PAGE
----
Reminiscing About Arthur And Eddie!

Barney On His Friends

John Barnwell and George Berry cut relatively restrained figures as they leave the Wembley pitch in triumph 42 years ago.

Wolves v Nottingham Forest……there’s one meeting of the clubs that springs to mind faster and fonder than all others.

And, for John Barnwell, 1980 Wembley glory carried the extra significance of being achieved at the expense of his former employers and to the discomfort of the game’s best-known manager.

Lifting the League Cup was the peak of the Geordie’s decade and a half in the dug-out at his various clubs – a spectacular way of continuing to make a name for himself 16 months on from when he used someone else’s to gain a sneak preview of the side he would be taking on.

Arthur Smith was never going to be part of the new Molineux backroom team but played a part in the decision-making process nonetheless.

“Arthur was a good friend who had a business in Nottingham and he gave me the idea of booking a ticket and hotel in the name of Smith rather than my own,” Barnwell said.

“That way, I was able to watch much more anonymously when Wolves had a home game against Leeds just before my appointment.

“I had my interview at the Mount Hotel, where I also stayed while I looked for a place in the Wolverhampton area. I look back very fondly at my time at Wolves and was saddened to learn recently that the man I succeeded, Sammy Chung, had passed away.

“I was always careful in the press not to criticise what had gone on before. I didn’t know Sammy well but had met him a couple of times and found him to be a gentleman and someone of intelligence.”

One of my first memories of Barnwell the Wolves boss – from when I attended a post-match press conference in his office at the League Cup quarter-final against Grimsby in 1979 – was a less diplomatic affair. He was berating a Humberside journalist for something that had been written.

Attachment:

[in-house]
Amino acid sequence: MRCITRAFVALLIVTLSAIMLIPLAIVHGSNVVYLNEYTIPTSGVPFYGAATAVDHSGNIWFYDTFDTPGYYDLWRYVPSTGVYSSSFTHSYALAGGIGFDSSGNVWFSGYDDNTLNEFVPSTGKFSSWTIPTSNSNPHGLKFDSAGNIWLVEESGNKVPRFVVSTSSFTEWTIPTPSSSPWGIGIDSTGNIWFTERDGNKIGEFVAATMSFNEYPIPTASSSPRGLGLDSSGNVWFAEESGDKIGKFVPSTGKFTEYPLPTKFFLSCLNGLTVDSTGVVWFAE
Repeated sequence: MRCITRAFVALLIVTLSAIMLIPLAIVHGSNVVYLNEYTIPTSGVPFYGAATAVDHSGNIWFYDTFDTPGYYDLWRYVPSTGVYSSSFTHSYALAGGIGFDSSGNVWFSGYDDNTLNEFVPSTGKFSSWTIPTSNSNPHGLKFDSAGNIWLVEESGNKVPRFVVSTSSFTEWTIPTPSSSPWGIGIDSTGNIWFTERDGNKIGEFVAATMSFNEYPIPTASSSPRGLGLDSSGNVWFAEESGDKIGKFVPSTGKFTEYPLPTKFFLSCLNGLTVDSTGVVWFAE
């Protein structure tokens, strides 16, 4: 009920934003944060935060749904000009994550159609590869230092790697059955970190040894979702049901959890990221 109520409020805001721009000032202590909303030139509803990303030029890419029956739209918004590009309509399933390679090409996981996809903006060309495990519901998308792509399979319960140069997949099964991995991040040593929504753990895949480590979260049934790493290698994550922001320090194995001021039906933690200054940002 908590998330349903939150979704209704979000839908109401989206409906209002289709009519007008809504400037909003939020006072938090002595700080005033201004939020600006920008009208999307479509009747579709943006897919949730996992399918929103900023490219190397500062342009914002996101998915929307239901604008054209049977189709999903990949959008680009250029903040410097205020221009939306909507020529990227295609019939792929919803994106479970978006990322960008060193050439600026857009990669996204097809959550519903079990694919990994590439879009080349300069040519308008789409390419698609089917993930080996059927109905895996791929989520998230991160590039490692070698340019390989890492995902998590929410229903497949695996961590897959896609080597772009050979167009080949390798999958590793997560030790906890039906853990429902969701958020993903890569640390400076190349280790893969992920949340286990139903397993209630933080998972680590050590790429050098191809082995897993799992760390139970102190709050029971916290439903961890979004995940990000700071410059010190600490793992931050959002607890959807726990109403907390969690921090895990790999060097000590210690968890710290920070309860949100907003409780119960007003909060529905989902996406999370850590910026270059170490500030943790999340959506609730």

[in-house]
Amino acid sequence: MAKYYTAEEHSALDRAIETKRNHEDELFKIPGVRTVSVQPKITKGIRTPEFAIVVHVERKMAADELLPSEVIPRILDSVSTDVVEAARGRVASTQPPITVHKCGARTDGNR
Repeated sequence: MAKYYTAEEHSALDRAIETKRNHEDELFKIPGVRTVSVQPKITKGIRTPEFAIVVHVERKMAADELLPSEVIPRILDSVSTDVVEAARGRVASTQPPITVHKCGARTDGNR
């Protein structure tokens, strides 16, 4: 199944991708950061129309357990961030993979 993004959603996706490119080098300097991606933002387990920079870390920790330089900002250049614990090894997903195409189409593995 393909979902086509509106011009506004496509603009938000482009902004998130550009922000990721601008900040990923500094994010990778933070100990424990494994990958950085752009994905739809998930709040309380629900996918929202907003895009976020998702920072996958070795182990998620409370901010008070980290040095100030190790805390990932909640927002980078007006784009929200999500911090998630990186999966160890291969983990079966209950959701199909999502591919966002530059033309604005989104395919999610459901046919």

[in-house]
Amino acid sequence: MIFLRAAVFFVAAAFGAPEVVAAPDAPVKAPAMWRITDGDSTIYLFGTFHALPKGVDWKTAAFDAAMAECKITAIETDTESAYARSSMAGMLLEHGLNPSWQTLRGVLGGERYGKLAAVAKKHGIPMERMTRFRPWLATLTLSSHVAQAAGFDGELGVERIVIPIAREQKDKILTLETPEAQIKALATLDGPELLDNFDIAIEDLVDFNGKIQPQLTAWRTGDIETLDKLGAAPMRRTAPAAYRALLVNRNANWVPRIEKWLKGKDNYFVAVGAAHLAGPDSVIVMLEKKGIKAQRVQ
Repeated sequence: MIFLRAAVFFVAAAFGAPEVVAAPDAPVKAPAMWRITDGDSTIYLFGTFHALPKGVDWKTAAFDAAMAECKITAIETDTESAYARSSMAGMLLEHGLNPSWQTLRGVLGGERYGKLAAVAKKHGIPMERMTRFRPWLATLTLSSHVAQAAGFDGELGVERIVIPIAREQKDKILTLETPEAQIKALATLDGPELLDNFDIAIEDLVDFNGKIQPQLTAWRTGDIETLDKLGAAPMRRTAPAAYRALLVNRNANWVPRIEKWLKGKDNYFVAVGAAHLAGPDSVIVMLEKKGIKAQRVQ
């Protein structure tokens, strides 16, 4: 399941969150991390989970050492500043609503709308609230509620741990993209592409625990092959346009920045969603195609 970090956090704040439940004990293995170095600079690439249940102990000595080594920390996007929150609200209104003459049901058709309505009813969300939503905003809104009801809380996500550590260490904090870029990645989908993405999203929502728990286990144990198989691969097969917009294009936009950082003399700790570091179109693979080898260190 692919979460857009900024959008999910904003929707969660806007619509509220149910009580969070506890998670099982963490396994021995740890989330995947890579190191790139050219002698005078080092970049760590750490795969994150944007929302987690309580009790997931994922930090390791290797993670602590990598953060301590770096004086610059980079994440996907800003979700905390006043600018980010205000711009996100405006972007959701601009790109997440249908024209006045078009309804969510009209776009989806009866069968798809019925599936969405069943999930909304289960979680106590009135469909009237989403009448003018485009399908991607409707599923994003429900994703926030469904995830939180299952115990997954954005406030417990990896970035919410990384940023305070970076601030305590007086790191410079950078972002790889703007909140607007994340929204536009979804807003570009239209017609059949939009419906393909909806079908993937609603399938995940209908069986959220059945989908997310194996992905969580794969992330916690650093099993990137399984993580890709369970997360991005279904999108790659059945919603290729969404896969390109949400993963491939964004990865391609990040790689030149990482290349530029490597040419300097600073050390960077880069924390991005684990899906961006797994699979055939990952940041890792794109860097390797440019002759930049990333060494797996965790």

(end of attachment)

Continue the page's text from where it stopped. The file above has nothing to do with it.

Almost four and a half decades on, though, comes the confirmation that he also had very good times with those working in the media.

“I remember telling Eddie Griffiths from the Express & Star and the fella from Beacon Radio (Pat Foley) that they were more important to me than the national papers,” Barnwell added.

“I used to hold some stories back and gave Eddie an hour a week at the Mount because I wanted him to have something ahead of the nationals and not feel like he was following up what they had written.

“After one away game, he stopped me for a word on my way to the coach and I breezed by him with the comment: ‘Eddie, I am pushed for time….can I see you later at the Mount?’ I made sure he knew to be there no later than nine’.

Barney on match night….and trying to create more happy memories for those at Molineux.

“A surprise party had been arranged for him and my role was to send Ian Ross out to escort him into a room where 50 or 60 folks were congregated and ready to welcome him.”

It would be lovely to think Barnwell, who played in the 3-3 Molineux draw against Forest that marked Peter Knowles’ final game before retirement, will be at one of this season’s clashes of the two clubs – the first ever between them in the Premier League and their first at this level since 1984.

But we shouldn’t forget that he very much has a foot in both camps, having lived for many years in the East Midlands, where he is a neighbour of former Forest captain John McGovern.

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